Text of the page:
The feminist movement encouraged the use of non-traditional materials, often choosing those with symbolic reference, and those from ordinary, domestic activities. The use of found objects, and an Arte Povera attitude to a hierarchical system in the arts, freed artistic expression to a profound extent. Boundaries between different areas of expression became blurred, and further redefined with the proliferation of technological advances, such as digital imaging. Tracey Emin uses a wide range of ‘new’ materials – ranging from embroidery to neon tubes. In each form, it is the directness of drawing that underpins her direct image-making.

Emin is as much a writer as a visual artist: words feature prominently in much of her work. Her appliqué blankets, for example, are graphic banners – they hark back to the feminist revival and celebration of quilt making in the 1970s, as well as the political arena of protest marches, and grassroots participation. Slogans not poetry, placards not paintings, they also belong in the world of ‘outsider art’ as do her personal memoirs. Much of her work, where she employs a range of methods such as embroidery and etching, with a preoccupation with method, and which require skill, the work is rudimentary. Her embroideries are imperfect, like those of a young girl, large samplers in which to learn the different stitches. In Emin’s life, learning the language runs parallel to learning basic survival in a life where abandonment and exploitation were repeated. In such technical terms imperfection is celebrated, a conspicuous lack of craft is apparent, where spelling mistakes and crooked stitching appear to be those of a child creating objects without close parental guidance or help. Her drawing is at times unsure and tentative; at times it conveys the pain of the charged lines that reveal the deepest pain, the rawest experiences are recollected anxiously through memory or subconscious wanderings. Emin’s monoprints are smudged too, revealing her personal conflict above the desire to master a craft and yet she works constantly and in an obsessive mode.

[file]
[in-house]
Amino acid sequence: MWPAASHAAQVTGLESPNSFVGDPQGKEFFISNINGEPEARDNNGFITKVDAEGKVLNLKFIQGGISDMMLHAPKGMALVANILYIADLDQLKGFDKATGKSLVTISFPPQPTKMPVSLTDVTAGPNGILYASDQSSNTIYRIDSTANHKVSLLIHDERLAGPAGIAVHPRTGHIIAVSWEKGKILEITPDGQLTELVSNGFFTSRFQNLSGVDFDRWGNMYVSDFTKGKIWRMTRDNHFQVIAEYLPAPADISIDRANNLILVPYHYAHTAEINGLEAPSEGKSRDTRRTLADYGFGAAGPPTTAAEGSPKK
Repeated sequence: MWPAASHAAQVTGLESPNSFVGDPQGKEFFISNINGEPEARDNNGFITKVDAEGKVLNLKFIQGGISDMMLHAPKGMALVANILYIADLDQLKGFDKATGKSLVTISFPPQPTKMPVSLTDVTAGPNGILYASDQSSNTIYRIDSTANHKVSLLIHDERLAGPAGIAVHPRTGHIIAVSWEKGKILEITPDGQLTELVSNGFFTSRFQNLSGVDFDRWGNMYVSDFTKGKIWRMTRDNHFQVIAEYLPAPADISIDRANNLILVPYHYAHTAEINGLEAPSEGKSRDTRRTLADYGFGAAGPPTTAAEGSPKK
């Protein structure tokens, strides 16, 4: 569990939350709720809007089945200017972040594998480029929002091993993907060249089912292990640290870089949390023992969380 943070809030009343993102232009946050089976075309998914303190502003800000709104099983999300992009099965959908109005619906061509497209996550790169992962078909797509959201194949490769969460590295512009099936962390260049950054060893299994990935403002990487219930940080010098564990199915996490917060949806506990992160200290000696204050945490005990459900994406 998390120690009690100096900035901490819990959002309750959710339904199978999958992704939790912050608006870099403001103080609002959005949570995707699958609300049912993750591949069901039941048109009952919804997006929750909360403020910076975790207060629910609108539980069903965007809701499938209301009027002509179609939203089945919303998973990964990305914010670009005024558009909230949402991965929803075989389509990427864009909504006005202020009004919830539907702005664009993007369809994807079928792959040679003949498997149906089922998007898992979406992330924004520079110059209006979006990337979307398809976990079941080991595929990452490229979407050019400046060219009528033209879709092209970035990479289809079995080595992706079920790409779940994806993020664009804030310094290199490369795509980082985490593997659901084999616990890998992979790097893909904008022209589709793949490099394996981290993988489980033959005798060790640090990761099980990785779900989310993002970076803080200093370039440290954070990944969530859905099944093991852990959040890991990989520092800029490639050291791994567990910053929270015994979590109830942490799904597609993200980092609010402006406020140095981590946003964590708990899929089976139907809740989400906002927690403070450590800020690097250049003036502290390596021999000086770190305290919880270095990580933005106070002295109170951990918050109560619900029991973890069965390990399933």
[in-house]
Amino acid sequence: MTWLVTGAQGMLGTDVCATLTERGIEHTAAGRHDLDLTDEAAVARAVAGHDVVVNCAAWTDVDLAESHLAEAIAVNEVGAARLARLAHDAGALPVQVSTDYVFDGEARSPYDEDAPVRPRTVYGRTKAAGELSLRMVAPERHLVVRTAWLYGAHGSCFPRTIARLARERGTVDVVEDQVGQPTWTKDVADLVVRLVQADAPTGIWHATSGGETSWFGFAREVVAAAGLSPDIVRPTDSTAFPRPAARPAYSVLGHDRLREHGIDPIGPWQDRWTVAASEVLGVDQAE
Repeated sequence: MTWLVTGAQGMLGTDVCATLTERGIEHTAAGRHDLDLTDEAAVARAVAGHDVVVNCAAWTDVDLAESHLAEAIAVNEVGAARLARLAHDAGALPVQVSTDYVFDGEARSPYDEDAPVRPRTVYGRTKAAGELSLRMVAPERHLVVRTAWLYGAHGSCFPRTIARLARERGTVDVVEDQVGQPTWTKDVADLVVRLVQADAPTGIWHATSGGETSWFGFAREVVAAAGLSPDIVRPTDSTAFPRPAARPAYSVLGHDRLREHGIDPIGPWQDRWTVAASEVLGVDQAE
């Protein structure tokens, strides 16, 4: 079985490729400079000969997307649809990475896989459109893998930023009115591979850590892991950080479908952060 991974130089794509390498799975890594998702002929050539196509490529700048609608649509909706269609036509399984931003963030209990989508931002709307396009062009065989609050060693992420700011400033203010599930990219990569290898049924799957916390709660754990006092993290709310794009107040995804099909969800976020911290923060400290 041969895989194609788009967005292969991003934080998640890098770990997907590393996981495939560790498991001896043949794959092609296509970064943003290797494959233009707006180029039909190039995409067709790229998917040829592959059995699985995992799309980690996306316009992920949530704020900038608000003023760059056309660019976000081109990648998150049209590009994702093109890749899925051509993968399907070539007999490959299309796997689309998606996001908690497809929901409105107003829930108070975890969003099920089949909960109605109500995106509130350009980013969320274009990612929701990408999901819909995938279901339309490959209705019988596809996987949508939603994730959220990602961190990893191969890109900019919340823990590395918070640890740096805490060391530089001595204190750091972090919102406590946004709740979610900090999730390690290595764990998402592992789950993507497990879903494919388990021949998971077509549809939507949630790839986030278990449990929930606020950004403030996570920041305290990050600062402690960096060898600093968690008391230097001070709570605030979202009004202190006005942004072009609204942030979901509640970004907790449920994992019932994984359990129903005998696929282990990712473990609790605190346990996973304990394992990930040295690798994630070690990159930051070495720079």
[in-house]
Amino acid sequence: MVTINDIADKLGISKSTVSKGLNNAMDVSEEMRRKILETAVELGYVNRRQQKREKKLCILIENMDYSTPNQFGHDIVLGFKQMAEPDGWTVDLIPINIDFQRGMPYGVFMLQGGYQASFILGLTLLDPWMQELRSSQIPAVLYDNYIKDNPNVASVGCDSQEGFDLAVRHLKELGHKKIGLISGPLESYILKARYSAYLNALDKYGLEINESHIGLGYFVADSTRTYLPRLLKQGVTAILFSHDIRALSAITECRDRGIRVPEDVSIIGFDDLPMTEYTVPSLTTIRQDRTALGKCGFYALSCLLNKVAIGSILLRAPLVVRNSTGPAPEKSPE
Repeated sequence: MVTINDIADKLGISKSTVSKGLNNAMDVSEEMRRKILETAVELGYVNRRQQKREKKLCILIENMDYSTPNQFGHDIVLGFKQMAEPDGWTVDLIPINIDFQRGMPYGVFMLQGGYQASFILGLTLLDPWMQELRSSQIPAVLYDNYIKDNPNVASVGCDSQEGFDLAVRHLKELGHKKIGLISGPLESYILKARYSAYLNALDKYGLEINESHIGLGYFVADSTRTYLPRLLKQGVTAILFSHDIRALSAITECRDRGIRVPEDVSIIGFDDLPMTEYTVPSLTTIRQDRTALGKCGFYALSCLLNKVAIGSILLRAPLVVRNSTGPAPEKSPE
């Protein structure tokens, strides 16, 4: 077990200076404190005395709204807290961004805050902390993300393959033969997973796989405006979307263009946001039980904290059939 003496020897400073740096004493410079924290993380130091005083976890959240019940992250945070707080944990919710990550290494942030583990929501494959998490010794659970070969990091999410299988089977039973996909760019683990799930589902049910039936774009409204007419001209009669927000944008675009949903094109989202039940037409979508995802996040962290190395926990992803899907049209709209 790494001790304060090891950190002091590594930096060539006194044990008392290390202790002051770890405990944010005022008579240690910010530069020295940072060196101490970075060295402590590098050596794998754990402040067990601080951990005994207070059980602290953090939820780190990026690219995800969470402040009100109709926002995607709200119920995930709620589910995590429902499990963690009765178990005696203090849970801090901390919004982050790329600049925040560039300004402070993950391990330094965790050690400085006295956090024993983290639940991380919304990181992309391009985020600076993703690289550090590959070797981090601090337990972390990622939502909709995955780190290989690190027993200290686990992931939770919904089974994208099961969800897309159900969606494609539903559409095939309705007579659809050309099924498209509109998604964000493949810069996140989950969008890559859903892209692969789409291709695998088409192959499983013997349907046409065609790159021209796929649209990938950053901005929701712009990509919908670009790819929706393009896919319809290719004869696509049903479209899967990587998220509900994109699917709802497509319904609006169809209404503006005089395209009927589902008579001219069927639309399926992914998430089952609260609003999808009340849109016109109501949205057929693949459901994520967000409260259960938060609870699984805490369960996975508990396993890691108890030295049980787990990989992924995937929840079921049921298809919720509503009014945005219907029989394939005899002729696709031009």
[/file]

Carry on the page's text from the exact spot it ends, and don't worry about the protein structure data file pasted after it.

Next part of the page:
Emin’s drawings reveal a range of emotions and views – they are aggressive, prickly, and angry whilst also exposing her own fragility and vulnerability. It is not surprising then to discover that her work is particularly admired, by young women, for whom Emin has removed barriers that often exist between artists and their viewing public. Drawing which is such a direct and ideal medium for the conveying of one’s innermost feelings, in Emin’s oeuvre, increasingly conveys the level of energy and conviction that one finds in her early writing. Strangeland possesses a candour and frankness that her recent drawing now achieves. Her bemused attitude when interviewed for the White Cube show, revealed an element of the young woman, so bewildered by terrible experiences, yet brave enough to take on the world. Tracey is at 46 confronting the possibility of ideas having become more important to her than sex, which she says had always been the driving force in her life, what got her up in the morning, the ardour of her life. Was her sexual desire going to burn out, would she become a spiritual 70 year-old, living on another plane?8